Winter in Minnesota with no indoor arena is not very conducive to riding and training. During November, December and early January, I normally give the horses a break. After the busy lesson season, they appreciate a couple months of just being a horse. But by the end of January/early February, I start to do some basic ground exercises with them to get them back in the working mindset.
Here are 3 super simple things I do with my horses before starting more intense spring training:
1. Head Down
One of my favorite things to teach a horse is how to lower their head. This makes working with the horse’s halter and bridle much easier. Teaching your horse to lower their head is also a wonderful calming exercise as horses typically stand this way when they are relaxed.
To train, simply stand beside your horse. Gently pull down on the lead rope. As soon as you feel your horse give, even slightly, release all pressure on the rope. Relax for a bit as a reward and then try again. Normally they catch on pretty quickly!
2. Back Up
Back-up is one of the most important things you can teach your horse. I like to have a horse that softly and willingly backs up on the ground and under saddle.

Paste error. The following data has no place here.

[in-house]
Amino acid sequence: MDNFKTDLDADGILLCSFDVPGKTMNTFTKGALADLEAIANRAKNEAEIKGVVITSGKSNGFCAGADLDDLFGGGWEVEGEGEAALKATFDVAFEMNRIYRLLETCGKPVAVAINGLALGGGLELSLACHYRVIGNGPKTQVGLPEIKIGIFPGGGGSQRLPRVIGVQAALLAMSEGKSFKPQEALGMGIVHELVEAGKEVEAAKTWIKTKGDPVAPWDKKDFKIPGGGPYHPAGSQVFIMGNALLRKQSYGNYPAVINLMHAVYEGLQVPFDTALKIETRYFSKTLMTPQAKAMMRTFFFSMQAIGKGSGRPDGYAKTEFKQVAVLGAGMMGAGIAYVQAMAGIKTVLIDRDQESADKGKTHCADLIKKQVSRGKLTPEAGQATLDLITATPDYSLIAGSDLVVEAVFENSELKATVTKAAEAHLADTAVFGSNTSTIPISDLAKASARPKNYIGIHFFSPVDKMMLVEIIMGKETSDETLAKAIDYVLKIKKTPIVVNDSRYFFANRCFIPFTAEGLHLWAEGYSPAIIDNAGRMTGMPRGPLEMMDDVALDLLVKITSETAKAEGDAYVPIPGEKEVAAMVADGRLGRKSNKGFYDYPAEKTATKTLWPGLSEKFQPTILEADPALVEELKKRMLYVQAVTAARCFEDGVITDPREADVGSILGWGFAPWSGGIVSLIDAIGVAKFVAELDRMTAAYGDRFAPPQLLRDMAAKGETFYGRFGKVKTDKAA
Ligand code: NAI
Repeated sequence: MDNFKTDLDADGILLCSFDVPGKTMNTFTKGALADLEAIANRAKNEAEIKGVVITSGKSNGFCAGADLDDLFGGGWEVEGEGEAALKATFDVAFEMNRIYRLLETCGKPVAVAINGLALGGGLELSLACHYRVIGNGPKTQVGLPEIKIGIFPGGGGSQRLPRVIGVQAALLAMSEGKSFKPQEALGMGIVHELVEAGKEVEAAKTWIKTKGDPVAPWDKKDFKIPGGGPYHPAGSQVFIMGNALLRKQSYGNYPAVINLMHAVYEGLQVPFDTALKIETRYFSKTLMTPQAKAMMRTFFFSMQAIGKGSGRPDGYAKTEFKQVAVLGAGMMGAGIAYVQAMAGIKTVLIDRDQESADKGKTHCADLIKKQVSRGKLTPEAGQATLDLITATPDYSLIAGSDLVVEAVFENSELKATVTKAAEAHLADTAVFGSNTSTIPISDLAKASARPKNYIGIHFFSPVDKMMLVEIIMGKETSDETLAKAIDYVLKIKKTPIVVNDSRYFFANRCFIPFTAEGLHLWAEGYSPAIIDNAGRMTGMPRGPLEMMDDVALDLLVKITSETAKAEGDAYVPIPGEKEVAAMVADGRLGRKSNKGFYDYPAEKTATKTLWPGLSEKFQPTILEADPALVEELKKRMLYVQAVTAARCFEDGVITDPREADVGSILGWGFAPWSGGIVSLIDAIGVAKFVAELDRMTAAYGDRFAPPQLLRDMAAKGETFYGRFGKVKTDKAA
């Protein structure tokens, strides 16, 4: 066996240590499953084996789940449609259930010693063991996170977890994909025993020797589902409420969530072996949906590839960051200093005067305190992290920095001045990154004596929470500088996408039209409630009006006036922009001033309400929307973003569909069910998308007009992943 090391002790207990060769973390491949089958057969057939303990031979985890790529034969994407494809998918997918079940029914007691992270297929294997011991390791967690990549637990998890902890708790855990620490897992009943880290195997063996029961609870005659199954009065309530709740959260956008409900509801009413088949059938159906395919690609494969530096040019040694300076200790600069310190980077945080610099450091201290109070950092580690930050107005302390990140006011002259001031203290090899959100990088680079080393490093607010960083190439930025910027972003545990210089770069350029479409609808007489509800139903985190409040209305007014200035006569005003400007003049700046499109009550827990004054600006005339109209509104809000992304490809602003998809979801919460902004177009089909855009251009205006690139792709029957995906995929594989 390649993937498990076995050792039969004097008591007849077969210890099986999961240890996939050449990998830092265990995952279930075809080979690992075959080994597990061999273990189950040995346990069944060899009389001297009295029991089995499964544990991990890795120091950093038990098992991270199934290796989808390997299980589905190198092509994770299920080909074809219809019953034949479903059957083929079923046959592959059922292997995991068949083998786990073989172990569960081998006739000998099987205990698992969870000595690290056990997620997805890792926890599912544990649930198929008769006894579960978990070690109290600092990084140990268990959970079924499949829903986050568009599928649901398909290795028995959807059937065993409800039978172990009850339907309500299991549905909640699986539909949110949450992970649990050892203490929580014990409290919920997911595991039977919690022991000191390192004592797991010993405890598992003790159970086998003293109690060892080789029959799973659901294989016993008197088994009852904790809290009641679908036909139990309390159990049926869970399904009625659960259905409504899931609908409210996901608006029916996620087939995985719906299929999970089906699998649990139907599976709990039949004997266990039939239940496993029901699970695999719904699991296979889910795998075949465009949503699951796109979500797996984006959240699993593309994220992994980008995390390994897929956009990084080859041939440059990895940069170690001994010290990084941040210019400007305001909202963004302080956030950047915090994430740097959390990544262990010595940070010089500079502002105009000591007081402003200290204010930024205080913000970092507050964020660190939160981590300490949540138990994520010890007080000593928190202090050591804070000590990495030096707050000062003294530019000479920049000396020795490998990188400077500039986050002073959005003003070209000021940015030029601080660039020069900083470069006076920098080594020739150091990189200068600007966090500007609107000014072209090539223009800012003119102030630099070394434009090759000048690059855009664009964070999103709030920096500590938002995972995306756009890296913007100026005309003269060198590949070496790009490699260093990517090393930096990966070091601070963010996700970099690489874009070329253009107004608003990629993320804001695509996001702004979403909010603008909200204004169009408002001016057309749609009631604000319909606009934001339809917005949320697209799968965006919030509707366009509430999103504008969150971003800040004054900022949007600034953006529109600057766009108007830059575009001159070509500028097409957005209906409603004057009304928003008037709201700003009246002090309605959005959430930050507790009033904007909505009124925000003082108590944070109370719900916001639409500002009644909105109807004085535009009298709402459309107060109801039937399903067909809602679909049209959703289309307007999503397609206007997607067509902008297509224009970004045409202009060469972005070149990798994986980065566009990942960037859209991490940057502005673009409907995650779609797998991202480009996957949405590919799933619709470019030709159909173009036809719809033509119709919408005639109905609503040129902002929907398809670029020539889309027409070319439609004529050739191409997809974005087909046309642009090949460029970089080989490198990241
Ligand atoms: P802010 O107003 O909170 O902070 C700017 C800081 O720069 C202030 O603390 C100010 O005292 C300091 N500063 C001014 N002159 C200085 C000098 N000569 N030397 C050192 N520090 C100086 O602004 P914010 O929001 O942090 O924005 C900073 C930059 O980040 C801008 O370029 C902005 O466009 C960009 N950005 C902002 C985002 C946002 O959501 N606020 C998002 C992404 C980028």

To start training a solid backup on the ground, face your horse and take a look at his head. If it is high, start by asking him to lower it (exercise #1). When his head is in a relaxed position. Put slight pressure on the lead rope and take a step towards him. As soon as he takes a single step back, release. Repeat this process until you can ask for multiple steps at a time.
The final thing I like to work on with my horses is flexing. Essentially I want the horse to yield to pressure. This becomes very important when I start working under saddle.
To work this skill on the ground, stand at the horse’s side just behind their withers (where you would be sitting if you were riding). Hold the lead rope up near the horse’s withers and pick up the slack so there is tension in the rope. As soon as you feel your horse give his nose towards you, reward with a release.
I don’t look for a dramatic bend in my horse’s neck, I just want him to softly give his face side to side when I ask.
NOTE: With all of these exercises the release is very important! At the beginning, reward your horse for the slightest try. Remember, the goal is willingness and softness. If you horse does the exercise but is stiff and resistant, then the whole point has been missed.
Go outside and test your horse. Can he or she do these three exercises? If you have a soft, finished horse, this should be a piece of cake! If your horse is struggling with these, I encourage you to work at them a little bit each day. As you keep practicing you will see improvement!